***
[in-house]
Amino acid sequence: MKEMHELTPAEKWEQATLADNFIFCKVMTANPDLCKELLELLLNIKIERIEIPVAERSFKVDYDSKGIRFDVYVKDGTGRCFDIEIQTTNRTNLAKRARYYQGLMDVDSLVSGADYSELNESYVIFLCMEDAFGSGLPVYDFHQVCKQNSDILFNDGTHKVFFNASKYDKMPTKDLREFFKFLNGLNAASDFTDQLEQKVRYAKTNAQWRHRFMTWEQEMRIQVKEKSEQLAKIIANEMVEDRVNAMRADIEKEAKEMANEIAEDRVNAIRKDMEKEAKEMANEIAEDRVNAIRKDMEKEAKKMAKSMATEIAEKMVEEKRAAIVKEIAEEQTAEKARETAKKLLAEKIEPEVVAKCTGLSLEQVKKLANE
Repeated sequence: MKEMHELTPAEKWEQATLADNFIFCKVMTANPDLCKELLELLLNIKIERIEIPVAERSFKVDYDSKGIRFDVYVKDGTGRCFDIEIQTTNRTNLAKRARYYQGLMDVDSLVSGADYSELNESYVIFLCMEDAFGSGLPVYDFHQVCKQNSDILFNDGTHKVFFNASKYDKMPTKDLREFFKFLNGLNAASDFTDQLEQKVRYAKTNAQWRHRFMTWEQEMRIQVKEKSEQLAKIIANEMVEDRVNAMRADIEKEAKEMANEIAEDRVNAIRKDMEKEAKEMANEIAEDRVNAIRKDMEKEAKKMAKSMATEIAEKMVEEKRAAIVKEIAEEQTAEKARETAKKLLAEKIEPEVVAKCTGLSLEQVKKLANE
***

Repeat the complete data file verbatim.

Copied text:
[in-house]
Amino acid sequence: MKEMHELTPAEKWEQATLADNFIFCKVMTANPDLCKELLELLLNIKIERIEIPVAERSFKVDYDSKGIRFDVYVKDGTGRCFDIEIQTTNRTNLAKRARYYQGLMDVDSLVSGADYSELNESYVIFLCMEDAFGSGLPVYDFHQVCKQNSDILFNDGTHKVFFNASKYDKMPTKDLREFFKFLNGLNAASDFTDQLEQKVRYAKTNAQWRHRFMTWEQEMRIQVKEKSEQLAKIIANEMVEDRVNAMRADIEKEAKEMANEIAEDRVNAIRKDMEKEAKEMANEIAEDRVNAIRKDMEKEAKKMAKSMATEIAEKMVEEKRAAIVKEIAEEQTAEKARETAKKLLAEKIEPEVVAKCTGLSLEQVKKLANE
Repeated sequence: MKEMHELTPAEKWEQATLADNFIFCKVMTANPDLCKELLELLLNIKIERIEIPVAERSFKVDYDSKGIRFDVYVKDGTGRCFDIEIQTTNRTNLAKRARYYQGLMDVDSLVSGADYSELNESYVIFLCMEDAFGSGLPVYDFHQVCKQNSDILFNDGTHKVFFNASKYDKMPTKDLREFFKFLNGLNAASDFTDQLEQKVRYAKTNAQWRHRFMTWEQEMRIQVKEKSEQLAKIIANEMVEDRVNAMRADIEKEAKEMANEIAEDRVNAIRKDMEKEAKEMANEIAEDRVNAIRKDMEKEAKKMAKSMATEIAEKMVEEKRAAIVKEIAEEQTAEKARETAKKLLAEKIEPEVVAKCTGLSLEQVKKLANE